Adlington and Bike for Africa Team inspired by ZambiaSubscribe
Grace Cullen 12 October 2012
Members of the British Olympic swimming team have experienced a very different side of sport this week, as they visit sport and development projects in some of the poorest communities in Lusaka, Zambia.
The team reached Lusaka to a heroes’ welcome as they cycled through crowds of cheering children after completing a 493km fundraising ride from Livingstone to the capital city. With temperatures reaching over 40 degrees, the swimmers completed the journey in four days to reach Lusaka and visit programmes of UK Sport’s partners in Zambia, Sport In Action and EduSport.
Olympic medallist Rebecca Adlington described the cycle as one of the hardest challenges of her life, but without even a day to recover, the team of swimmers, which also included Olympic medallist Jo Jackson and Commonwealth champions Ross Davenport and Melanie Marshall, were back on the road.
Visiting various community grounds across the city, the team has seen the power of sport in a very different context to their own. Adlington described how even lack of equipment has not held back the enthusiasm of young people.
The London 2012 double bronze medallist said: “Even in the villages, people were cycling along and jumped on their bikes, which were not as high tech as ours, but they were going faster!”
Meanwhile, Mel Marshall, an ambassador for Sport In Action (the charity which the swimmers are fundraising for), is no stranger to Zambia, as last year she raised money to renovate the rundown swimming pool at the David Kauda School in Libala. Inspiring her colleagues to join her, she wanted to share the power of sport in Zambia.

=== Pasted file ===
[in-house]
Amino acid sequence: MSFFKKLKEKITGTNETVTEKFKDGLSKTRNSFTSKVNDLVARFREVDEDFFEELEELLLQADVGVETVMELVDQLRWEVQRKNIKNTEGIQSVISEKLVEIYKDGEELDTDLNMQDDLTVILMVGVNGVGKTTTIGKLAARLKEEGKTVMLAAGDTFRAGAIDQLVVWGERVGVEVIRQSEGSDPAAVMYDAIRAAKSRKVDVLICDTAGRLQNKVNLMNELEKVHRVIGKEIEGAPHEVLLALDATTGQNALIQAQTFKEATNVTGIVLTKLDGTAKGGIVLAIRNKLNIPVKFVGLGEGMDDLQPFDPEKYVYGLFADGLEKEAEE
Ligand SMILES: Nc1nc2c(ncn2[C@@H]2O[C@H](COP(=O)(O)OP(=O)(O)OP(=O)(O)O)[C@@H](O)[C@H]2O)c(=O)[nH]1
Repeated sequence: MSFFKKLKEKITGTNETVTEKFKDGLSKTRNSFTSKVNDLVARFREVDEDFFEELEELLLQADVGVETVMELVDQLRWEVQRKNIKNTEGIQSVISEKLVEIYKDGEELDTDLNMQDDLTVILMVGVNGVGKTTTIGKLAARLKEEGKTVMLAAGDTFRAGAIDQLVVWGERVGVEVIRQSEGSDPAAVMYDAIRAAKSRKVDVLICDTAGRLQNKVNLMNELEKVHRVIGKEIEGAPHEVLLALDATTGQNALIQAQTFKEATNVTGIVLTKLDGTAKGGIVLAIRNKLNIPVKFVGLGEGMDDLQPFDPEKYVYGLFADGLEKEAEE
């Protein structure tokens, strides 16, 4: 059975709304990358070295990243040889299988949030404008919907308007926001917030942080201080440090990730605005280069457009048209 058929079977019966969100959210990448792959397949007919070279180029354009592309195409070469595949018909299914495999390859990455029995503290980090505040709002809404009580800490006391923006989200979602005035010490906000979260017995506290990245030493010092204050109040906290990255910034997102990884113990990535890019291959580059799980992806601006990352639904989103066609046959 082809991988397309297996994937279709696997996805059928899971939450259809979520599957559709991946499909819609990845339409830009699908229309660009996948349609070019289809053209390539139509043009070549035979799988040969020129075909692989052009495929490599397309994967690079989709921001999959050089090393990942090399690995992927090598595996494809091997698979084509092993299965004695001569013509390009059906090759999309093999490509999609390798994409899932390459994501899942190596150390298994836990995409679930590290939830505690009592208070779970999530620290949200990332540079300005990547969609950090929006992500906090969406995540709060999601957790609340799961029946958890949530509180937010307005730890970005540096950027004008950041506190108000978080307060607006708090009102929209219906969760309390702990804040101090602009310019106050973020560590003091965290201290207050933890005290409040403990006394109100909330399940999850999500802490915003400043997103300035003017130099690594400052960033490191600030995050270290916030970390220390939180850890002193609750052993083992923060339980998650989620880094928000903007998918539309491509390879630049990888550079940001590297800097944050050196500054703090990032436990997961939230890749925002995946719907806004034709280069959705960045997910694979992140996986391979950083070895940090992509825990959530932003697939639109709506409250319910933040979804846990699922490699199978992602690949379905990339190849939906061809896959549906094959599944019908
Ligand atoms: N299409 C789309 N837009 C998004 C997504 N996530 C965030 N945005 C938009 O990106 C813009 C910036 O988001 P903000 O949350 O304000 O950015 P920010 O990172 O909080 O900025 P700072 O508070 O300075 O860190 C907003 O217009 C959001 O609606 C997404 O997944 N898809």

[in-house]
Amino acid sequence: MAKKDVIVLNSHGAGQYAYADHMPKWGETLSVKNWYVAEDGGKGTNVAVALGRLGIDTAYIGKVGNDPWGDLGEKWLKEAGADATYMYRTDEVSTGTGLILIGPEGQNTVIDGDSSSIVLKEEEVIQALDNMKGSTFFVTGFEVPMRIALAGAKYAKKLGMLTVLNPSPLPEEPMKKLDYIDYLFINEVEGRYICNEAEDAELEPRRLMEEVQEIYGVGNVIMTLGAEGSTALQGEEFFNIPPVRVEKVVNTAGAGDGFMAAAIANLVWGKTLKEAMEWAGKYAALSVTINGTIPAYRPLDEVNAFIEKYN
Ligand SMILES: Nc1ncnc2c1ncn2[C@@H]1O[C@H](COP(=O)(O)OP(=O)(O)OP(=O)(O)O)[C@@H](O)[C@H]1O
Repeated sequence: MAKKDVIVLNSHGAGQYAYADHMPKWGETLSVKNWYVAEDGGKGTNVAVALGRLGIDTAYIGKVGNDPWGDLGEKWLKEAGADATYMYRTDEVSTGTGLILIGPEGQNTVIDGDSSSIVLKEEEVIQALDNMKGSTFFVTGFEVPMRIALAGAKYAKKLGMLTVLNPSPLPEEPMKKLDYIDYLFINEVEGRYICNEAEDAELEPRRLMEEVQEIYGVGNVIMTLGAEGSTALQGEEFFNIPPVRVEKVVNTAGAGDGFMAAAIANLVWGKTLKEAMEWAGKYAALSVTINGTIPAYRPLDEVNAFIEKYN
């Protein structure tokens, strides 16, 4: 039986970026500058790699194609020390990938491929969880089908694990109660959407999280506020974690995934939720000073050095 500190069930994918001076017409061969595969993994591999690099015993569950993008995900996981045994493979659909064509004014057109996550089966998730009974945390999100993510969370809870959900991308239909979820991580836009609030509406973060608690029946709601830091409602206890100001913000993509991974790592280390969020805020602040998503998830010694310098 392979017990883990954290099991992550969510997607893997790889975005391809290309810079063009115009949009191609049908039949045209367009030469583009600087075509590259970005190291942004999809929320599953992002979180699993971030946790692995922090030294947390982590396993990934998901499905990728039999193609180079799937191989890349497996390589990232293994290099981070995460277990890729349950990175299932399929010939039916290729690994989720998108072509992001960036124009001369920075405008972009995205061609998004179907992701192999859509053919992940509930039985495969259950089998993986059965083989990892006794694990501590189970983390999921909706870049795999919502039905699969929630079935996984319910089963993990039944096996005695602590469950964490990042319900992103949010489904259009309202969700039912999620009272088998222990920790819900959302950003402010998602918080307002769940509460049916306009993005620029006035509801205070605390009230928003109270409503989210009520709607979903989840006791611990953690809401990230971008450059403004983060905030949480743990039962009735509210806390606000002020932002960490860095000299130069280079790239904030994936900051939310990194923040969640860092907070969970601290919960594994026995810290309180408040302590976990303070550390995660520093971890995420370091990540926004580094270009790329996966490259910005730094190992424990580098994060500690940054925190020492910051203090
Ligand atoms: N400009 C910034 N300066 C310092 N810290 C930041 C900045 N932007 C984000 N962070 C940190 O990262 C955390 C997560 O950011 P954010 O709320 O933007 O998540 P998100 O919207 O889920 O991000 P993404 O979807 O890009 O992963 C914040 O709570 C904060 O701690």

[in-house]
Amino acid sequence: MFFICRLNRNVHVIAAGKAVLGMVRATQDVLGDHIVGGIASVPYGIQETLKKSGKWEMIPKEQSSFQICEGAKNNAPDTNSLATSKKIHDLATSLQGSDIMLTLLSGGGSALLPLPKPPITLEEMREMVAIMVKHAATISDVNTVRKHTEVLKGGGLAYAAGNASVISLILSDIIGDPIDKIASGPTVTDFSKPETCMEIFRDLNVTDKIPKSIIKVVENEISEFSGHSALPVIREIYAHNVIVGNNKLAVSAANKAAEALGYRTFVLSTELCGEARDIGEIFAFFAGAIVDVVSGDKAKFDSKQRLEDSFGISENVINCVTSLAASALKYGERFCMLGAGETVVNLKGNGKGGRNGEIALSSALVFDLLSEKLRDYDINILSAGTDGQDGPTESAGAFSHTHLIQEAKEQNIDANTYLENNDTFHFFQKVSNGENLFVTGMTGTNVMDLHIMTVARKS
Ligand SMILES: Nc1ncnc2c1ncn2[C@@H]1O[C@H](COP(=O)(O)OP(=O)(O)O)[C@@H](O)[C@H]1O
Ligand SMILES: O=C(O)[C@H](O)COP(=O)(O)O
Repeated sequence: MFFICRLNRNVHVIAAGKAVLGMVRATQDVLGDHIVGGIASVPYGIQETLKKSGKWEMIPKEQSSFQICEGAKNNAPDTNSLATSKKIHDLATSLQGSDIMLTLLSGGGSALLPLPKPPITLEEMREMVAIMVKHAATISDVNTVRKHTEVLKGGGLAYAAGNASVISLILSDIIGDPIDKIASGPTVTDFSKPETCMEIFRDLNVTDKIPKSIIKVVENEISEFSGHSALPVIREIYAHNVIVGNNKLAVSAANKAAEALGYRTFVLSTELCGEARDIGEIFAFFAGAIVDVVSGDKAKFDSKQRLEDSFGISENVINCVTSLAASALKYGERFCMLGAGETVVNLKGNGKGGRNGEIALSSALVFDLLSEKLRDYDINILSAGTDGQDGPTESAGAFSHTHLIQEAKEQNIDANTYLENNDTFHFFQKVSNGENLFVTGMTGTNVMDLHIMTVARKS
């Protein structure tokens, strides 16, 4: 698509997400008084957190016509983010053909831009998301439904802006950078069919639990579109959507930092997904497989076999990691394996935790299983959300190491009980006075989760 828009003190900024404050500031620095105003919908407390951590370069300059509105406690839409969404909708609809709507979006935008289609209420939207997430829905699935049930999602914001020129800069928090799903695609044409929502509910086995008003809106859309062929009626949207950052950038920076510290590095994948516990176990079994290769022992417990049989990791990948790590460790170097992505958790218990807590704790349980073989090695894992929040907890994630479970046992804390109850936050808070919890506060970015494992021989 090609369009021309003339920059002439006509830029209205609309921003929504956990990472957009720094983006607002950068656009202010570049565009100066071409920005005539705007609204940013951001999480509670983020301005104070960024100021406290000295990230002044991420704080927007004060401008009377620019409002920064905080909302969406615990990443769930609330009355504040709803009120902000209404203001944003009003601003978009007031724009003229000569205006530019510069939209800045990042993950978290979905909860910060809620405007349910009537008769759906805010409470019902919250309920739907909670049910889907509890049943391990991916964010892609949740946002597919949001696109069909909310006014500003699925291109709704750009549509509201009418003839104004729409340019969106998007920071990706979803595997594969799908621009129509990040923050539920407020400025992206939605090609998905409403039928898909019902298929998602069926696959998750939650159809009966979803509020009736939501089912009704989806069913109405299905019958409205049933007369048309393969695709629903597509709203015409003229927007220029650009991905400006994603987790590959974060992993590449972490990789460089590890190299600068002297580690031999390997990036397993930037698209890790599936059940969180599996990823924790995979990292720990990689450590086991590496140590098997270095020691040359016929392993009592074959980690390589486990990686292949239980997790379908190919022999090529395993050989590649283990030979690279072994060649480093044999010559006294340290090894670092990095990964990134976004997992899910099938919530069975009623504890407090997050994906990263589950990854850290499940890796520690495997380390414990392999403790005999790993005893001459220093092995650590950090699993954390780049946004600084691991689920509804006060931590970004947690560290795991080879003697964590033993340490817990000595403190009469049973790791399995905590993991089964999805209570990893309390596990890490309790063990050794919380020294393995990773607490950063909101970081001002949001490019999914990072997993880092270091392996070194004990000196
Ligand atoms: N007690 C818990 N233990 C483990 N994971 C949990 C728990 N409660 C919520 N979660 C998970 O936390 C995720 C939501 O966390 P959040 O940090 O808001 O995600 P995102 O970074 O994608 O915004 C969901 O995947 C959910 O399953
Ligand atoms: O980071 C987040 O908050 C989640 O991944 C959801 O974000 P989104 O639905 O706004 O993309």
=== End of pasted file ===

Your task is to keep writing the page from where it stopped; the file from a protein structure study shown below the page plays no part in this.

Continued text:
Marshall said: “Compared to sport in the UK, there is no difference in the enthusiasm to take part in sport. The difference is in the opportunity children and young people here have to play.”
Beijing Olympic bronze medallist Jo Jackson spoke about the benefits sport can bring: “Sport can help people mentally and emotionally. Seeing so many girls here playing sport, laughing, smiling and making friends, it’s something we should see more of in the UK.”
Delivering a swimming lesson at the David Kauda School, the swimmers saw the potential for swimming in the country.
Adlington explained: “You can see how much they enjoy it. If more children could access swimming, they could develop great swimmers here.”
The group were inspired by the people they met, such as Steven Siame, a former street child who through UK Sport’s IDEALS programme had the opportunity to travel to the UK and is now giving his time back to Fountain of Hope, the orphanage he grew up in. Both Adlington and Steven know how the power of volunteering, something seen strongly in London during the Olympics, has the power to change the lives of people around the world.
The team concludes their visit today (12 Oct) with a day of swimming lessons and a visit in Chawama to ‘Go Sisters’, a girls and young women’s empowerment programme supported by UK Sport through EduSport and international charity partner International Development through Sport (IDS).
To find out more and donate to the swimmers’ fundraising project in Zambia, visit: www.justgiving.com/zambiacycle
For more information on UK Sport’s international programme, visit: http://www.uksport.gov.uk/uk-sport-international